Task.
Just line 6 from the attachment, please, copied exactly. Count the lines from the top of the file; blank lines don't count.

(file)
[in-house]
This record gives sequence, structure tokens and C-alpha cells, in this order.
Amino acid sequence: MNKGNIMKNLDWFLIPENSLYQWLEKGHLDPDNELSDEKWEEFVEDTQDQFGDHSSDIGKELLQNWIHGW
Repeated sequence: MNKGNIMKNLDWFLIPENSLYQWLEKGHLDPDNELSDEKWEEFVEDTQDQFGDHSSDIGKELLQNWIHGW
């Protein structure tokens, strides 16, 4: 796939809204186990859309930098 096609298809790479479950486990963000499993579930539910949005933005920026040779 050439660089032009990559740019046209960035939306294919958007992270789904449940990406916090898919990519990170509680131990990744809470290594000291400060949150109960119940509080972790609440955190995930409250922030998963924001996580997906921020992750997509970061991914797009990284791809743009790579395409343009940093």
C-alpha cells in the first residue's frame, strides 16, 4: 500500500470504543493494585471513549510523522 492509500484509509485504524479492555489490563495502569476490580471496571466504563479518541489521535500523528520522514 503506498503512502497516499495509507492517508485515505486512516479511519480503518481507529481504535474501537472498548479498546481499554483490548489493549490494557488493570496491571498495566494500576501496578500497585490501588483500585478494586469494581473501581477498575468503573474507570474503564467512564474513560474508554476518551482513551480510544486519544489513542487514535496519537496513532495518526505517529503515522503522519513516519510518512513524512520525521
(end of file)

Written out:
C-alpha cells in the first residue's frame, strides 16, 4: 500500500470504543493494585471513549510523522 492509500484509509485504524479492555489490563495502569476490580471496571466504563479518541489521535500523528520522514 503506498503512502497516499495509507492517508485515505486512516479511519480503518481507529481504535474501537472498548479498546481499554483490548489493549490494557488493570496491571498495566494500576501496578500497585490501588483500585478494586469494581473501581477498575468503573474507570474503564467512564474513560474508554476518551482513551480510544486519544489513542487514535496519537496513532495518526505517529503515522503522519513516519510518512513524512520525521